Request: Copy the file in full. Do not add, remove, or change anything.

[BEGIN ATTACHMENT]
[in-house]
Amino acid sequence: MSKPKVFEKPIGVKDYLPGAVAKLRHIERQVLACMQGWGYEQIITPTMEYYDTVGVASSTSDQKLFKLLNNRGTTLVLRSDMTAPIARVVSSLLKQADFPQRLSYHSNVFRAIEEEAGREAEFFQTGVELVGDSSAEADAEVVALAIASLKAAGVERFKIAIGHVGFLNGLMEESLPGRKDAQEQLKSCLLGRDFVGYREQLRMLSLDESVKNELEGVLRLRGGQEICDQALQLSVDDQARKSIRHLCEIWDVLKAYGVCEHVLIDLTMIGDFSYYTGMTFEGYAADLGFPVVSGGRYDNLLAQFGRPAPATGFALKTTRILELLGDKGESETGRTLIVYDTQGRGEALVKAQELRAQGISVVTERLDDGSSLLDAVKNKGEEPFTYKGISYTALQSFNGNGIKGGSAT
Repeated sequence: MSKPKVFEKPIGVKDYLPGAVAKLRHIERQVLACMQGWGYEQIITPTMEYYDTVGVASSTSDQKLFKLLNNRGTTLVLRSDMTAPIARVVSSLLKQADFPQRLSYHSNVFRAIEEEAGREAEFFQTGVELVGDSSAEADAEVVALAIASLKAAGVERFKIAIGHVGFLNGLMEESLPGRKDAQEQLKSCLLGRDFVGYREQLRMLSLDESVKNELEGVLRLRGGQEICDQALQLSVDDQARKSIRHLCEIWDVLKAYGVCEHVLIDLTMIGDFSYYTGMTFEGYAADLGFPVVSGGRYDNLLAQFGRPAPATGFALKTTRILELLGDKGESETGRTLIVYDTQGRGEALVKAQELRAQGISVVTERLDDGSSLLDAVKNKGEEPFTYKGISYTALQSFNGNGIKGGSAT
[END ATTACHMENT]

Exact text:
[in-house]
Amino acid sequence: MSKPKVFEKPIGVKDYLPGAVAKLRHIERQVLACMQGWGYEQIITPTMEYYDTVGVASSTSDQKLFKLLNNRGTTLVLRSDMTAPIARVVSSLLKQADFPQRLSYHSNVFRAIEEEAGREAEFFQTGVELVGDSSAEADAEVVALAIASLKAAGVERFKIAIGHVGFLNGLMEESLPGRKDAQEQLKSCLLGRDFVGYREQLRMLSLDESVKNELEGVLRLRGGQEICDQALQLSVDDQARKSIRHLCEIWDVLKAYGVCEHVLIDLTMIGDFSYYTGMTFEGYAADLGFPVVSGGRYDNLLAQFGRPAPATGFALKTTRILELLGDKGESETGRTLIVYDTQGRGEALVKAQELRAQGISVVTERLDDGSSLLDAVKNKGEEPFTYKGISYTALQSFNGNGIKGGSAT
Repeated sequence: MSKPKVFEKPIGVKDYLPGAVAKLRHIERQVLACMQGWGYEQIITPTMEYYDTVGVASSTSDQKLFKLLNNRGTTLVLRSDMTAPIARVVSSLLKQADFPQRLSYHSNVFRAIEEEAGREAEFFQTGVELVGDSSAEADAEVVALAIASLKAAGVERFKIAIGHVGFLNGLMEESLPGRKDAQEQLKSCLLGRDFVGYREQLRMLSLDESVKNELEGVLRLRGGQEICDQALQLSVDDQARKSIRHLCEIWDVLKAYGVCEHVLIDLTMIGDFSYYTGMTFEGYAADLGFPVVSGGRYDNLLAQFGRPAPATGFALKTTRILELLGDKGESETGRTLIVYDTQGRGEALVKAQELRAQGISVVTERLDDGSSLLDAVKNKGEEPFTYKGISYTALQSFNGNGIKGGSAT